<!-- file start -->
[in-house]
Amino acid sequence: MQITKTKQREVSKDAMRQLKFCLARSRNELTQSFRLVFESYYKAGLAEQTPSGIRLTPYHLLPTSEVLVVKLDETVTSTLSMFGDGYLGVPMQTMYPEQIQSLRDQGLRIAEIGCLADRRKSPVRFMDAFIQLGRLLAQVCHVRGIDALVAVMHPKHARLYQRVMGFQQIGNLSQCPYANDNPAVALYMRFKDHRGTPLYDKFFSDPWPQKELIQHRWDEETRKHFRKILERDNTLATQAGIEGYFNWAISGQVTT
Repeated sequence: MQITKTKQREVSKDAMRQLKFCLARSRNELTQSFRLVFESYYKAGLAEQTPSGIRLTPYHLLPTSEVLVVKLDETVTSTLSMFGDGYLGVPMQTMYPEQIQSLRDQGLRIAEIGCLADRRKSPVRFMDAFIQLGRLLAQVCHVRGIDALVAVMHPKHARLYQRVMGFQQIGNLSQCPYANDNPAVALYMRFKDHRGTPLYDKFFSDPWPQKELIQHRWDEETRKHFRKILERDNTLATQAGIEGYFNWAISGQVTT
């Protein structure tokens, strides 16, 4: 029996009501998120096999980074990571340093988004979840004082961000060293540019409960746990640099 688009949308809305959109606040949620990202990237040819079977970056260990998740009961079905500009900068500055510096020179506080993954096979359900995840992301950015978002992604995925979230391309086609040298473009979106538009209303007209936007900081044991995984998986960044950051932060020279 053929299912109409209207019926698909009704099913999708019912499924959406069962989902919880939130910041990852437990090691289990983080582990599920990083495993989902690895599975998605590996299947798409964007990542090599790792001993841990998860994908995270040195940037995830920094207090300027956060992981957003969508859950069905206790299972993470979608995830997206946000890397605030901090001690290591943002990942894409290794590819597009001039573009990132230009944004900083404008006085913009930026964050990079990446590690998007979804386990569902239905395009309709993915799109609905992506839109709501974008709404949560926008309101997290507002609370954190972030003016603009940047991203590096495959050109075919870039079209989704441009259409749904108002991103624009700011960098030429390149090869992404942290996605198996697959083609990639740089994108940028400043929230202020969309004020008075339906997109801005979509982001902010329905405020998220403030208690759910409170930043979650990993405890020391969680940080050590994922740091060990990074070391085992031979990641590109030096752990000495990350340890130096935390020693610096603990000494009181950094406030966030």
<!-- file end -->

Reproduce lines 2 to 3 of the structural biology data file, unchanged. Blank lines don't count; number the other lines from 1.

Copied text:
Amino acid sequence: MQITKTKQREVSKDAMRQLKFCLARSRNELTQSFRLVFESYYKAGLAEQTPSGIRLTPYHLLPTSEVLVVKLDETVTSTLSMFGDGYLGVPMQTMYPEQIQSLRDQGLRIAEIGCLADRRKSPVRFMDAFIQLGRLLAQVCHVRGIDALVAVMHPKHARLYQRVMGFQQIGNLSQCPYANDNPAVALYMRFKDHRGTPLYDKFFSDPWPQKELIQHRWDEETRKHFRKILERDNTLATQAGIEGYFNWAISGQVTT
Repeated sequence: MQITKTKQREVSKDAMRQLKFCLARSRNELTQSFRLVFESYYKAGLAEQTPSGIRLTPYHLLPTSEVLVVKLDETVTSTLSMFGDGYLGVPMQTMYPEQIQSLRDQGLRIAEIGCLADRRKSPVRFMDAFIQLGRLLAQVCHVRGIDALVAVMHPKHARLYQRVMGFQQIGNLSQCPYANDNPAVALYMRFKDHRGTPLYDKFFSDPWPQKELIQHRWDEETRKHFRKILERDNTLATQAGIEGYFNWAISGQVTT